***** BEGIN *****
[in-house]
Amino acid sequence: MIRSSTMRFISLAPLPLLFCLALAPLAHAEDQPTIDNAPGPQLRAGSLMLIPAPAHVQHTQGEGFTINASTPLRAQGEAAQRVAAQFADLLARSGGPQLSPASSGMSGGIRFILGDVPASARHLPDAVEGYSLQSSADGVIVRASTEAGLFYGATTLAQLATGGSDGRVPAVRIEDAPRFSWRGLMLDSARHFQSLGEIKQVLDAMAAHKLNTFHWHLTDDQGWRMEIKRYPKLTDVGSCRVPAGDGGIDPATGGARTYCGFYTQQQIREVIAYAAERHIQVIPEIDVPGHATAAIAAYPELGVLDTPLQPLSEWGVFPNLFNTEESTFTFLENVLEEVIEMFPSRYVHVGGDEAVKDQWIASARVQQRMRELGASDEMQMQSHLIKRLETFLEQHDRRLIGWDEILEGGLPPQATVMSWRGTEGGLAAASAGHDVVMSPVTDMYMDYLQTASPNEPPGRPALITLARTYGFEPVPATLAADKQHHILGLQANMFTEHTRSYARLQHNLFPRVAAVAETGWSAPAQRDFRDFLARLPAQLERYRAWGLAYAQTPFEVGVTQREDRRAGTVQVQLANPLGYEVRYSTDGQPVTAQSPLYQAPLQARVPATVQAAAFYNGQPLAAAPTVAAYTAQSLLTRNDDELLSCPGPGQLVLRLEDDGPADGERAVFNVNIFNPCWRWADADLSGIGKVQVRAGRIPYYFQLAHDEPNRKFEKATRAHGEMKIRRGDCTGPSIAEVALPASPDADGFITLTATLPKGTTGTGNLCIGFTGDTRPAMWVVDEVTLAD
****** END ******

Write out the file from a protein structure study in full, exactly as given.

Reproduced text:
[in-house]
Amino acid sequence: MIRSSTMRFISLAPLPLLFCLALAPLAHAEDQPTIDNAPGPQLRAGSLMLIPAPAHVQHTQGEGFTINASTPLRAQGEAAQRVAAQFADLLARSGGPQLSPASSGMSGGIRFILGDVPASARHLPDAVEGYSLQSSADGVIVRASTEAGLFYGATTLAQLATGGSDGRVPAVRIEDAPRFSWRGLMLDSARHFQSLGEIKQVLDAMAAHKLNTFHWHLTDDQGWRMEIKRYPKLTDVGSCRVPAGDGGIDPATGGARTYCGFYTQQQIREVIAYAAERHIQVIPEIDVPGHATAAIAAYPELGVLDTPLQPLSEWGVFPNLFNTEESTFTFLENVLEEVIEMFPSRYVHVGGDEAVKDQWIASARVQQRMRELGASDEMQMQSHLIKRLETFLEQHDRRLIGWDEILEGGLPPQATVMSWRGTEGGLAAASAGHDVVMSPVTDMYMDYLQTASPNEPPGRPALITLARTYGFEPVPATLAADKQHHILGLQANMFTEHTRSYARLQHNLFPRVAAVAETGWSAPAQRDFRDFLARLPAQLERYRAWGLAYAQTPFEVGVTQREDRRAGTVQVQLANPLGYEVRYSTDGQPVTAQSPLYQAPLQARVPATVQAAAFYNGQPLAAAPTVAAYTAQSLLTRNDDELLSCPGPGQLVLRLEDDGPADGERAVFNVNIFNPCWRWADADLSGIGKVQVRAGRIPYYFQLAHDEPNRKFEKATRAHGEMKIRRGDCTGPSIAEVALPASPDADGFITLTATLPKGTTGTGNLCIGFTGDTRPAMWVVDEVTLAD